Thursday, August 28, 2014

When your body betrays you

When your body betrays you, it's amazing how it can still break its own heart.

You know, I've dealt with this disease for 13 years and most of the time I deal with it okay-ish. About 6 or 7 years ago I remember falling and then I just stayed on the ground and cried - not for any broken bones or cuts and scrapes.  When my husband frantically asked me what was wrong, I simply said, "I'm tired of it. I'm tired of all of it".

Without fail about once a year I go through a phase of being really, really fed up.

I don't want to put on a brave face.  I don't want to smile and pretend I'm okay.  I'm not.  This situation is so fucked up.  The day to day drudgery wears me down.  Just maintaining and keeping my head above water is overwhelming.

  • The never-ending list of upcoming doctor appointments
  • Dragging myself to the gym twice a week and knowing that my legs are stronger but nothing improves
  • Shoveling in a mouthful of medications and supplements
  • The involuntary leg jerks that contort my whole body into an unattractive lurch and keep sleep just out of my reach
  • Taking each step up to my front door with careful calculation and realizing we're going to need a ramp soon
  • Simple acts like walking (read: dragging my feet) to the bathroom or getting a cup of coffee that require Herculean effort
  • The shame that has accompanied all of the little losses over the years, things I used to be able to do but no longer can
  • Growing my hair out for 3 years and watching clumps of it come out in my hair brush thanks to the new drug I'm taking (Aubagio)
  • Saying no to things I want to do because I can't do them (too hot, too many steps, too tired to care).

Even going to a friend's house for dinner requires a choreographed routine of my husband carrying me up the stairs and then lugging my scooter inside where I hope to navigate around without nicking a door frame or bumping a bookcase.  And then I fear spiral and realize that my husband won't be able to carry me around forever.  It feels like it's never over and it can bury me if I'm not careful.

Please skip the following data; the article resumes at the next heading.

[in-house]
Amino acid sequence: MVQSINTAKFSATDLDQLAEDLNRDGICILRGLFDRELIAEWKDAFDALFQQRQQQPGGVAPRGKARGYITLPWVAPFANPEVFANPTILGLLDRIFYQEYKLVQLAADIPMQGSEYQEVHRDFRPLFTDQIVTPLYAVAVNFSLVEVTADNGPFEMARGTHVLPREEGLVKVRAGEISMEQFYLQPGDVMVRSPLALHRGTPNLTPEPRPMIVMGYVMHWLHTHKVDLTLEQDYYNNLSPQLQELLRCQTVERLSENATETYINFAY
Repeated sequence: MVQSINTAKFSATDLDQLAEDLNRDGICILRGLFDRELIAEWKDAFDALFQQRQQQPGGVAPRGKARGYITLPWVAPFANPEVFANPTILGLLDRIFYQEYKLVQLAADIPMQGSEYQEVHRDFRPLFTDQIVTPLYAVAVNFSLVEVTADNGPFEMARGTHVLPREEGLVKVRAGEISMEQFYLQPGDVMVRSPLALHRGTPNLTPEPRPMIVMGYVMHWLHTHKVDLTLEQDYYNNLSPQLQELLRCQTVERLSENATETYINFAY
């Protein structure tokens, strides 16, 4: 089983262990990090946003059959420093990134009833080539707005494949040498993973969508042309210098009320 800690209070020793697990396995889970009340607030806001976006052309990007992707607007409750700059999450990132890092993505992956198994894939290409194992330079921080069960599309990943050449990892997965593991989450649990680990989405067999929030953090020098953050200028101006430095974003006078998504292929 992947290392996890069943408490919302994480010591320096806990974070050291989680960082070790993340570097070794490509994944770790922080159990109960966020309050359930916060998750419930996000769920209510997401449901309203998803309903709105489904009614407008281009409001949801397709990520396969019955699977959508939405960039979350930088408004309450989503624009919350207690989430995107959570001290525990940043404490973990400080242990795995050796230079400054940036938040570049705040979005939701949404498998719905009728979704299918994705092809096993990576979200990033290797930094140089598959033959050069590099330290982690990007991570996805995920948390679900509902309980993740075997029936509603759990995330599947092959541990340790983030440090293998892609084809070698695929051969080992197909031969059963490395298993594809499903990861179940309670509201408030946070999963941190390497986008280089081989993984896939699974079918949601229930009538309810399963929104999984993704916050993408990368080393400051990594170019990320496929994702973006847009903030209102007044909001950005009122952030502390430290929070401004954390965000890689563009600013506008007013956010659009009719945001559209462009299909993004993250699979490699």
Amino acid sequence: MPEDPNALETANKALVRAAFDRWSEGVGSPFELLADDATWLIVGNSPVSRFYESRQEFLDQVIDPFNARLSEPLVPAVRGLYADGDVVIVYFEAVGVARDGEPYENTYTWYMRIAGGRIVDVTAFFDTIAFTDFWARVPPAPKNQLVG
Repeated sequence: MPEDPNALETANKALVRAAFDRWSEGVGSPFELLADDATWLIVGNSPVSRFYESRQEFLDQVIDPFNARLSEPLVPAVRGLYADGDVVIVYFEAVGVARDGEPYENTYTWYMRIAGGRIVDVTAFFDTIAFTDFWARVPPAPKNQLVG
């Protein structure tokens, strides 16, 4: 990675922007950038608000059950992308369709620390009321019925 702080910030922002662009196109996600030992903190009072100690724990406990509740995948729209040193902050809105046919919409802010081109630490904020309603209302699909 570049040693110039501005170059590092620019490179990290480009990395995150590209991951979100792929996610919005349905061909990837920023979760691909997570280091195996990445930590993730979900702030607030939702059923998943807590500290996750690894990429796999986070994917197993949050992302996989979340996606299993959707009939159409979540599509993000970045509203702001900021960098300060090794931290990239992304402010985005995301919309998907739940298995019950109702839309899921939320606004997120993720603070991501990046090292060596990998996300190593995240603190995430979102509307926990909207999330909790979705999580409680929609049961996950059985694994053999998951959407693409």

I have to allow myself to feel it all.  Otherwise I risk sinking into a comfortable slump of denial.  I don't remember how I used to move anymore.  I get jealous.  And I get so in "it" that I can't see past my own nose.

Then my husband, who is keen enough to see the road I'm going down says something so ridiculous and/or hilarious and/ot absurd that it snaps me right out of the wallowing and self pity I let myself fall into. Then he gives me the best hug - wraps me up in all of his warmth and strength.  I start to feel like everything might be okay.  Maybe?

I will barrel through it.  I will go to the gym.  I will eat dinner.  I will watch tv.  I will go to bed.

I will wake up and start it all over again tomorrow.  And hope, always hope. It keeps spinning its wheels even when I'm not around to see it.


  1. Dear Susie, I think about you often, love to see pictures and posts of you and Keith. I really liked the article you wrote, I am sure it was a help to a lot of people that suffer from MS and a reality check for the people that don't have it. Love you Linda Deininger

    1. Thanks, Linda! That really means a lot to me. Love you, too.

  2. Good one Suse, we all know the drill, had a come to jesus with my wife last nite about "the state of the union" as it pertains to my progression. It sucks but we still are relevant.

    Your Ohio pal, Lew

    1. Are you ok? Sometimes we're not, and I'm the case in point here. So though it's ok to not be ok, I still want to know how you are..

  3. MS is a thief, but don't let it steal your joy. Glad your husband knows when and how to make you smile.